Saturday, May 18, 2013

Cartoon Art Museum

The Chefville art team (That's the team I'm on)  was given the go ahead to do an offsite and visit the Yerba Buena Museum. While that was a pretty cool museum, after that, we all decided we wanted to hit up the Cartoon Art Museum that was a couple blocks away. And of course, I had a blast in there!

At the time we visited, they had a Sam Kieth exhibit up. It was nice to see his stuff up close. It's interesting, because I have a few books with his art in it, but somehow I just never appreciated it as much as I did when I saw his actual art. Don't get me wrong, I like his stuff, but seeing it in person is certainly something else.

I have a few issues of the Maxx, but you never quite see the
energy he puts in applying the paints with the printed material.

This is a close up of a two page spread. I love the hatchwork he used in the face.
Always good to see inkwork at actual size.
Nice use of solid blacks and hatching to give a nice range of tones.

There's a lot of texture going on in this painted piece.
I think it's his personal work, but I'm not sure.  Creepy cool.
In the rear of gallery they have a few of the permanent pieces (at least I think they are) on exhibit. It was a nice collection of some great work. It's very interesting to see some of the newspaper strips up, and just thinking about it from a production standpoint makes me appreciate it even more. Like for instance, the economy of line, the set up and the punchline (for the gag strips), all within 3 panels, and the stress involved to deliver the work at a daily pace. And of course, it also has to be good!

Walt Kelly's Pogo strip original inks. His lineweight and hatchwork is killer.

Hal Foster's thumbnails for a Prince Valiant strip. Great to see this part of
the production before he goes into the final piece. Even his 'people blobs' on
panel 3 look great!

I have always wanted to be able to create a rogues gallery as awesome as Dick Tracy's.
Chester Gould had that best character designs. It may have been for a deadline, but I love seeing giant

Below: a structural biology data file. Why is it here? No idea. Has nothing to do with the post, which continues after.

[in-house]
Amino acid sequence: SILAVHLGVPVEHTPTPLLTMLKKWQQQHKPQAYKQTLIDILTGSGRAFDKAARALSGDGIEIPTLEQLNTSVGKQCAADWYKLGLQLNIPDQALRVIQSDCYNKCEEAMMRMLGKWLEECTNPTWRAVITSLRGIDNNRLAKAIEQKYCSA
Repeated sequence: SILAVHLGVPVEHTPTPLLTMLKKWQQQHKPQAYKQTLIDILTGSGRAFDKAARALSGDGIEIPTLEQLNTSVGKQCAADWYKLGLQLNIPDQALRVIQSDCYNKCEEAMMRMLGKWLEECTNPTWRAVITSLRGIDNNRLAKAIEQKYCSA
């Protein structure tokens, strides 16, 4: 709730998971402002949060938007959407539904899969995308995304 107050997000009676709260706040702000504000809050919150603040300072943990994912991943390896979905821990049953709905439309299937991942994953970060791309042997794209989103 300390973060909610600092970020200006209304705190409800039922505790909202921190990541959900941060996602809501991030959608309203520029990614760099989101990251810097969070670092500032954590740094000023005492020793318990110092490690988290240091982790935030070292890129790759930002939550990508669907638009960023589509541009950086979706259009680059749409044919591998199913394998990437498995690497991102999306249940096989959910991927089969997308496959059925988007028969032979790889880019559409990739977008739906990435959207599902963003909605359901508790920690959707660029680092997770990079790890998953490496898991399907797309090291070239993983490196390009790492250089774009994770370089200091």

spots of black on a page. It just makes inks look so much 'fuller'. Look at how giant that text is for legibility!

I always read Blondie when I was a kid and I think I watched
the live action black and white re-runs on TV too. I always did wonder why
Blondie married that goof Dagwood Bumstead! And he's just being mean in this strip!

Always great to see a Will Eisner original. Loved the shadow of the
glass signage casting itself on the Comissioner Dolan's trenchcoat.

I vaguely remember reading these in a collected edition in a
library in a golf club in Alabang, Philippines. I remember liking the
art for Alley Oop, but I cannot remember anything that happened in the strips!

I have no idea why, but it's only when I saw this panel from
George Herriman's Krazy Kat did I realize that that's the style
Art Spiegelman was going for in Maus. Or maybe I did know, I just forgot? 

I loved seeing this color guide.
A bit blurry. I've never seen a Watterson original before this.

Detail of the watercolor work he did for the cover. Very clean application
and such nice subtle shifts in color. I always  loved his choice of colors.
And way in the back of the museum, there's a looney tunes/ Chuck Jones exhibit. And looking at some of his stuff certainly makes you feel very small as an artist!

Detail of the gradient of the light on the floor
applied in Guache. Pretty awesome craftsmanship. I
REALLY sucked at Guache in school so I really feel
super, super tiny when seeing how great it's applied in this piece.
This is a great sketch.